Simon Vouet was probably born on January 9, 1590 in Paris. Precocious and well-traveled, Simon Vouet had already worked in London, Constantinople and Venice before he reached Rome in 1614.
Simon Vouet first painted Italy in chiaroscuro style, having been strongly influenced by Caravaggio. The vivid naturalistic style and the dramatic lighting formed a contrast to his mature courtly style, which emphasized idealized shapes and soft lighting. Impressed by Simon Vouet's work, Louis XIII asked Vouet to return to Paris and become the principal court painter.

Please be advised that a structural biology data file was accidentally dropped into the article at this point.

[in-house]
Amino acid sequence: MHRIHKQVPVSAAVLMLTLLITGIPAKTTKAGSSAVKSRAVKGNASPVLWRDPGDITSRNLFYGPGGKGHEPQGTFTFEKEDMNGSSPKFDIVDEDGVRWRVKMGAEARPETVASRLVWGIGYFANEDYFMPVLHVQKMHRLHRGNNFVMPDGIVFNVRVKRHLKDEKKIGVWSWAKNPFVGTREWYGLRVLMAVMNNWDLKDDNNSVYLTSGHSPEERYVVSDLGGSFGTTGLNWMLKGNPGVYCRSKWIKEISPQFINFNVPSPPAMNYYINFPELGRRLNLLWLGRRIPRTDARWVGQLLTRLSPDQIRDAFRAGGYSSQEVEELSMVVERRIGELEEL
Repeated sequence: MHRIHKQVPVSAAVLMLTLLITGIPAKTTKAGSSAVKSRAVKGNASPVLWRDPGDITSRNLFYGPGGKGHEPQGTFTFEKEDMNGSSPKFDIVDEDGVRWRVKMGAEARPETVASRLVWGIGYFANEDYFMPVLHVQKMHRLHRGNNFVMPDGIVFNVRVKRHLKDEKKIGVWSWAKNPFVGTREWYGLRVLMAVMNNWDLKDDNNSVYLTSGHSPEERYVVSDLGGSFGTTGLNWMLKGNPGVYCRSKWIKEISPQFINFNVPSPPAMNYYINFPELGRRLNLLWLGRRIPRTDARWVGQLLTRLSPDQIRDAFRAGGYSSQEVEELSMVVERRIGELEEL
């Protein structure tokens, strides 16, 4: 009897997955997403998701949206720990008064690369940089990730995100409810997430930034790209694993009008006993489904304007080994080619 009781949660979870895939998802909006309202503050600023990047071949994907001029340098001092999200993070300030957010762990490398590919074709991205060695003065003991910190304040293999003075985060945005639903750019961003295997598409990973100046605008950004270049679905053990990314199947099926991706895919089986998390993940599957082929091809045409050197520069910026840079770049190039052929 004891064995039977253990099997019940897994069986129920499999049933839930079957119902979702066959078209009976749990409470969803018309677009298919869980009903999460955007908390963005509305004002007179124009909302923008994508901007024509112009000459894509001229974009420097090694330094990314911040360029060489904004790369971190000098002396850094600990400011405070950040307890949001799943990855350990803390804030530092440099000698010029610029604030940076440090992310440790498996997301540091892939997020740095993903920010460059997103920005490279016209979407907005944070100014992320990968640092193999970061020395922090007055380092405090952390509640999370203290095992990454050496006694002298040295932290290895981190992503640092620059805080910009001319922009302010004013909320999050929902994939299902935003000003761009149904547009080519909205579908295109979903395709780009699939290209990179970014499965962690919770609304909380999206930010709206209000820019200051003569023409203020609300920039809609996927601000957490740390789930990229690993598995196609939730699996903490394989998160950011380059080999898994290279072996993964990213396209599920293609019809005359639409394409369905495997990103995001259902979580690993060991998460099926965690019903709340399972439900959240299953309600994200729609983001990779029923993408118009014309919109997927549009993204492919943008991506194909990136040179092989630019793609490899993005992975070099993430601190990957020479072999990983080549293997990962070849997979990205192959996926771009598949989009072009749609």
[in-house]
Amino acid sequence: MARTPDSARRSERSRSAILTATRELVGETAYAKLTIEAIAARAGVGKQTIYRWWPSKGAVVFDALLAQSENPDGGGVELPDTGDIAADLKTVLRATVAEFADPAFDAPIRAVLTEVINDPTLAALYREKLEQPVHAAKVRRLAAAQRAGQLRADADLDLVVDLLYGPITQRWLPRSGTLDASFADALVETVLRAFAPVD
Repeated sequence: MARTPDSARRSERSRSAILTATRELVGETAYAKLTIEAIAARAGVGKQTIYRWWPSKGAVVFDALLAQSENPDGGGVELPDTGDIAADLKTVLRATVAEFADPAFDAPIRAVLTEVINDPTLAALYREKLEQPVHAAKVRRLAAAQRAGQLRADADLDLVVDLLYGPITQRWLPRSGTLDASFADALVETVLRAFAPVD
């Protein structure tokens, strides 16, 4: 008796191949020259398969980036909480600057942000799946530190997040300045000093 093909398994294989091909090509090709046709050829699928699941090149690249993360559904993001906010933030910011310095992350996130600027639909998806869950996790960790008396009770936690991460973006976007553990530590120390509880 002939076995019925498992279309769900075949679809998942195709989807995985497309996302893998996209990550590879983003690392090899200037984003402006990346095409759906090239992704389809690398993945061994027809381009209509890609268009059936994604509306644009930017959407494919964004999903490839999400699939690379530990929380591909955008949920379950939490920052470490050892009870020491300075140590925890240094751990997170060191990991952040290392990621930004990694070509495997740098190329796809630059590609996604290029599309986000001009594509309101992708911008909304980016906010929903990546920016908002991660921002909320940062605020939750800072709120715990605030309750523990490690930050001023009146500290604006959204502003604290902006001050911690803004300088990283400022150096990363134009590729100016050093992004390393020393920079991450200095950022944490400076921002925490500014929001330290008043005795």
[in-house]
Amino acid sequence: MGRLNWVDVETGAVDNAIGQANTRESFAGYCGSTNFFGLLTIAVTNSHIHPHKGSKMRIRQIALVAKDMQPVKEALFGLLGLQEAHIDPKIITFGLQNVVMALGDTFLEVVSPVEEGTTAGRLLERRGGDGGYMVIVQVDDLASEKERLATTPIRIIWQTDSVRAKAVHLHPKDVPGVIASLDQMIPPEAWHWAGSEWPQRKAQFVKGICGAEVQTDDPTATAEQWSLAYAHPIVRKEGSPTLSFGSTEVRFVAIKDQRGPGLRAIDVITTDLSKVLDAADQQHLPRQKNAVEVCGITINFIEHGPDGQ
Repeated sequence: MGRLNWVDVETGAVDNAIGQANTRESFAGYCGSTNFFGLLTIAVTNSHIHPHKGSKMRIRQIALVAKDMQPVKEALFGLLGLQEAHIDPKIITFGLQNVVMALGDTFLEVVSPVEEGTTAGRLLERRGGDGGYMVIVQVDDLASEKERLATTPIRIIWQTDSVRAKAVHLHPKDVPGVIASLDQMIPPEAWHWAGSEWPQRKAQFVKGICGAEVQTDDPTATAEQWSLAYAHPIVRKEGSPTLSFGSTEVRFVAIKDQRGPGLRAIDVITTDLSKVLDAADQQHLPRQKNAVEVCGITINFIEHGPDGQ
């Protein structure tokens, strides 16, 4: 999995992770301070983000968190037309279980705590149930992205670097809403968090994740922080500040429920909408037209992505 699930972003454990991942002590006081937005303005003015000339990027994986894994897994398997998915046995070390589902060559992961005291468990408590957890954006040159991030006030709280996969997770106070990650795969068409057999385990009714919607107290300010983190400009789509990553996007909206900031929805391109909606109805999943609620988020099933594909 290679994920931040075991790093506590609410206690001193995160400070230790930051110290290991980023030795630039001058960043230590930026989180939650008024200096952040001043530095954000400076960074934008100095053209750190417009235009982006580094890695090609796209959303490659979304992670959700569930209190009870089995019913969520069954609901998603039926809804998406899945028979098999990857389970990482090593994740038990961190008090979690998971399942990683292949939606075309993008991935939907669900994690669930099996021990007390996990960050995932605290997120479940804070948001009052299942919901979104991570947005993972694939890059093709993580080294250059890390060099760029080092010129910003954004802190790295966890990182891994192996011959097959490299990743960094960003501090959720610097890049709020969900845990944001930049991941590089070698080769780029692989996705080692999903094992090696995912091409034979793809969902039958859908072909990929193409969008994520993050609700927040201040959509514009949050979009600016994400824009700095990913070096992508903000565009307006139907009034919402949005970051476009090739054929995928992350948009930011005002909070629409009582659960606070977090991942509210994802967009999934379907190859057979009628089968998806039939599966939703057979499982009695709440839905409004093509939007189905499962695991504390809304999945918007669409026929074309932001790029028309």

In 1627 Simon Vouet returned to France, accepted the position and on commission from Louis XIII and Cardinal Richelieu painted in the Louvre and the Palais Royal. His later works differed from chiaroscuro by their fresher colors and only light chiaroscuro shades. They form the beginning of a Baroque painting tradition in France, which was strongly influenced by Simon Vouet as a teacher of artists like Charles Le Brun. Vouet supervised the interior design of the royal palaces, he taught numerous French painters and used his position of power to boldly establish a rival institution to the royal academy. Simon Vouet was a French Baroque painter.
Simon Vouet died on June 30, 1649 in Paris.